Sometimes monsters tell us more about ourselves than we realize.
The archetype of the serial killer, as it appears in film and literature, did not spring into the American cultural consciousness by accident, said Leonard Cassuto, Ph.D., an English professor at Fordham College at Lincoln Center.
A lifelong lover of crime fiction, Cassuto has penned a cultural history of the genre that focuses on what it can tell us about the fears of the American family, including the symbolic nature of the serial killer.
In the forthcoming Hard-Boiled Sentimentality: The Secret History of American Crime Stories(Columbia University Press, 2008), Cassuto suggests that crime fiction is the literary heir of the sentimental fiction that was popular in the 19th century.
His second book, it joins a rich selection of edited volumes and writing for academic journals and popular publications, such as The Wall Street Journal, The Boston Globe and The Chronicle of Higher Education.
When his daughter was born nine years ago, reading crime fiction gave Cassuto a respite from the duties of caring for an infant. He was immersed in James M. Cain’s Mildred Pierce(1941) when he began to recognize parallels between the novel and sentimental fiction written by women of an earlier time.
entimental fiction routinely charted the journey of unsuspecting characters, usually young women, who aim to overcome forces that threaten to destroy their connections to family, faith, and community.
“As I was reading crime fiction, just to keep myself alert and amused, I started seeing more and more of these parallels and they started looking richer and richer and I realized I had something more,” he said. “So I started keeping a file, and it didn’t take long for me to realize I had a book.”
Cassuto’s interest in the rise of serial killers in fiction was another element that led him to his latest book. Already he had examined the subject of monsters in his 1997 book, The Inhuman Race: The Racial Grotesque in American in American Literature and Culture.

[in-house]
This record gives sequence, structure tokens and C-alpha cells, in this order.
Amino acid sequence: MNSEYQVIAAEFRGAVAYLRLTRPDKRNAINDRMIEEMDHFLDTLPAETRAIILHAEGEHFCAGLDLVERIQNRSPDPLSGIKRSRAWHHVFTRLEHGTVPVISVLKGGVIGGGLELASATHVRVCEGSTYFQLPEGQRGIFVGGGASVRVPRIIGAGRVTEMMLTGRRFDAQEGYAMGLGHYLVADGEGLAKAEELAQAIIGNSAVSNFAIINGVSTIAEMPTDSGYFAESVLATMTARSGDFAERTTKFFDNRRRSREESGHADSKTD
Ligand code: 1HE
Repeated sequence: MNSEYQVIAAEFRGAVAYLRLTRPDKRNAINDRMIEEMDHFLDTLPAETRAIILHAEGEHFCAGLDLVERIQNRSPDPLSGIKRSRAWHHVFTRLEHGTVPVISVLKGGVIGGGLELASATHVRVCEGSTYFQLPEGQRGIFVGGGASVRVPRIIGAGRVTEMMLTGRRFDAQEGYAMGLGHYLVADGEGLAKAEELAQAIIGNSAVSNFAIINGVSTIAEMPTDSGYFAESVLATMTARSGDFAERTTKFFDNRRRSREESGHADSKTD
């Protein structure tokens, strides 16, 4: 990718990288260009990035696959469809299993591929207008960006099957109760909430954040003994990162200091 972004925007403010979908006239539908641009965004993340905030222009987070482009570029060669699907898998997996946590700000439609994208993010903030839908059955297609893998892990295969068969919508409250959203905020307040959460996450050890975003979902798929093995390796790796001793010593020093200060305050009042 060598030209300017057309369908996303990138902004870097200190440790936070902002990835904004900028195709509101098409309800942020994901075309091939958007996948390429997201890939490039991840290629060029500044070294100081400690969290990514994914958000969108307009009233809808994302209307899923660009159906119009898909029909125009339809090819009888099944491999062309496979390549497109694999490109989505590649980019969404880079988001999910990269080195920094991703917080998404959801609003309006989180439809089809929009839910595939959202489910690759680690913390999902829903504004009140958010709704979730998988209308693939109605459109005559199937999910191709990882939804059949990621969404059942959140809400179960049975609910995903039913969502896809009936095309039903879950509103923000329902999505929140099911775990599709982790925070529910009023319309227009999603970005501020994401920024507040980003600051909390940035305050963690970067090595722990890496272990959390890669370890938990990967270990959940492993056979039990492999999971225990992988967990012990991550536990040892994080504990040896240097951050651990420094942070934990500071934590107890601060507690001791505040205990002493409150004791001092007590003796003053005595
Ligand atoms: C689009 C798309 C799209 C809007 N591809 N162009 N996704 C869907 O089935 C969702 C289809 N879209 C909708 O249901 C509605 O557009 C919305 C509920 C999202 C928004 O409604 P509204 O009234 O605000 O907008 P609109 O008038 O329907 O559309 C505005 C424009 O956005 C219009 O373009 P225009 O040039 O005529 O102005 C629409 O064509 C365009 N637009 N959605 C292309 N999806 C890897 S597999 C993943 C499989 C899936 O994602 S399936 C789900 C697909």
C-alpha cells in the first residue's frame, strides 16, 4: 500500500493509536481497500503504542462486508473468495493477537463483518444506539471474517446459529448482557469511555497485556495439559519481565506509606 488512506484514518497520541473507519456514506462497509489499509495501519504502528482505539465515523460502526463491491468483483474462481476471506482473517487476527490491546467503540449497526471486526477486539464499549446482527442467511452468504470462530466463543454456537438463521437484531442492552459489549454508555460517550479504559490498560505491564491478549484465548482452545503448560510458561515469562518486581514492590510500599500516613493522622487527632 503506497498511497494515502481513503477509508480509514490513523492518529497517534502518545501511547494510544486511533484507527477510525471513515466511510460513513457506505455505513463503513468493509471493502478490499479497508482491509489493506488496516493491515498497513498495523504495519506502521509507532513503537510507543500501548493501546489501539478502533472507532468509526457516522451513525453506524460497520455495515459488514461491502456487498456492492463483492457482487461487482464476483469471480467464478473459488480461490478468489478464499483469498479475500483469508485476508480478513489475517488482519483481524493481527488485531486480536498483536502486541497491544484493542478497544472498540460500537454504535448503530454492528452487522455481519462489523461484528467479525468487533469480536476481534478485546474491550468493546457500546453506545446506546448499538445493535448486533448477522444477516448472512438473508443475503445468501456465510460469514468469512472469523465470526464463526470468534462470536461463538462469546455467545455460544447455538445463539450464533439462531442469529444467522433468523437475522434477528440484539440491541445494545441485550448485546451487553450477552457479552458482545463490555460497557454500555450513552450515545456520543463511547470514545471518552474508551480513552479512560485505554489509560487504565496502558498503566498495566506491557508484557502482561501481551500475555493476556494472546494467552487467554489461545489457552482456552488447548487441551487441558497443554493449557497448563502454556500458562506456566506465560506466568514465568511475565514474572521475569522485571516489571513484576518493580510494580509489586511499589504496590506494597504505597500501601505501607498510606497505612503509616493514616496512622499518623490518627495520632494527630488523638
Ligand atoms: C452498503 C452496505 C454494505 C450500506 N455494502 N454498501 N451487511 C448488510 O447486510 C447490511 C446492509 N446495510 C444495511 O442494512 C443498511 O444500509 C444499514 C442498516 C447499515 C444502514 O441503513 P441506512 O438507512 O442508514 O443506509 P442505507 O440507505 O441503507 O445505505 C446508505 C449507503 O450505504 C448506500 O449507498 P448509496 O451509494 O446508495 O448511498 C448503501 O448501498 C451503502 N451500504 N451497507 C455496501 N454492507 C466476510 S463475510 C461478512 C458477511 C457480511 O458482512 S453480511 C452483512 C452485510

“I wound up just moving backward and backward and backward until I found that the birthplace of the serial killer is at the point where the hard-boiled and the sentimental get together,” he said.
This is noteworthy because, Cassuto explains, serial killers are the ultimate anti-family figures. Although real-life serial killers tend to prey on weakest members of society—such as prostitutes, drifters, the homeless—in novels, they target socially connected people who tend to have families.
To show how fictionalized serial killers differ from their real-life counterparts, Cassuto points to the “Tooth Fairy” in Thomas Harris’s book Red Dragon. In Red Dragon, the killer chooses the families he’s going to slay by looking at pictures they send to the photo lab at which he works. He then selects the ones that appear the most wholesome.
“Fictional serial killers are always going after members of the middle class. They pick off people who are members of families and people who, when they die, will be missed, or when they’re kidnapped, are going to be chased after,” Cassuto said. “In real life, serial killers don’t work that way. Made-up serial killers are engaged with ideas of family in ways that real serial killers are not.”